Here are pictures of a clear glass leeching cup from the earlier part of the 19th century. It is 2-3/4″ tall and about 2″ in diameter. It’s a hand blown piece with folded rim and a polished pontil.

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Washington Taylor, Father of His Country flasks

The Washington Taylor flask described by McKearin as GI-37 is a fairly common item whether they be the original 19th century bottle or the abundantly reproduced 20th century copy. Determining whether one is a true historical flask or just a replica made by the Clevenger Brothers or other late 20th century manufacturer is not always an easy task for the non-collector.

The #37 quart mold is the first of 32 different variations thought to have been made at either Dyottsville Glass Works in Philadelphia, PA or Lockport Glass Works in Lockport, NY. Original bottles exist both as smooth base or with a pontil scar; lip finishes vary from the common shear to single or double collar and even in some cases a square or tapered collar.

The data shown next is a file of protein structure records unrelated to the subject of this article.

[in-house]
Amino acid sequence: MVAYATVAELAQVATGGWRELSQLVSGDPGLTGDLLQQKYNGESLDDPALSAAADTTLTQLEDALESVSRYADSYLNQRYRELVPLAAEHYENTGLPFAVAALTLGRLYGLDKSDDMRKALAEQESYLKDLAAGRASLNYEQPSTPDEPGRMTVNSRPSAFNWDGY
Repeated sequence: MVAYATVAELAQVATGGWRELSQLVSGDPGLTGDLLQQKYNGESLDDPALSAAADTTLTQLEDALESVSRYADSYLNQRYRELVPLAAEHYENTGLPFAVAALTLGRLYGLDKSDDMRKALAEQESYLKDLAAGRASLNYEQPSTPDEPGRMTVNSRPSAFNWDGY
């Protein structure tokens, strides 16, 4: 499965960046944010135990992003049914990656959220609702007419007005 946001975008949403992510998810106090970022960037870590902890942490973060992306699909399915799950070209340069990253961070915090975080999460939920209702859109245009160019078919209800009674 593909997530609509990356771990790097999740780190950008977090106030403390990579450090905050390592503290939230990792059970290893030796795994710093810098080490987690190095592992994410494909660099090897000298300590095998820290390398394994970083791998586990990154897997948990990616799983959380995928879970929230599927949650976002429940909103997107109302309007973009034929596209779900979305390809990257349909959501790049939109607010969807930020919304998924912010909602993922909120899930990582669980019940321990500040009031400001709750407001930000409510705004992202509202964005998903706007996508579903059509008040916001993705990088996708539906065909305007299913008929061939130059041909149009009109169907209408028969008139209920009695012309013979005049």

Let’s compare:

(1) Some modern replicas are quite different, in shape, size and embossing. It’s the Clevenger Glass Works product which is fairly faithful from the original and causes the greatest confusion. The differences are subtle and in some cases only the experienced collector is going to be able to tell the difference.

(2) Originals were produced in a wide variety of colors, some of which are rarely seen in 19th century bottles. Modern pieces are found in both the common aqua color as well as brilliant green, yellow, puce and cobalt blue, among others. Colors other than aqua should be an immediate warning sign that the bottle is likely modern.

Commonly Found Colors for Modern Reproductions

(3) Modern and old are found in smooth base or with pontil scars. Modern and old can have a plain sheared lip or some type of lip finish.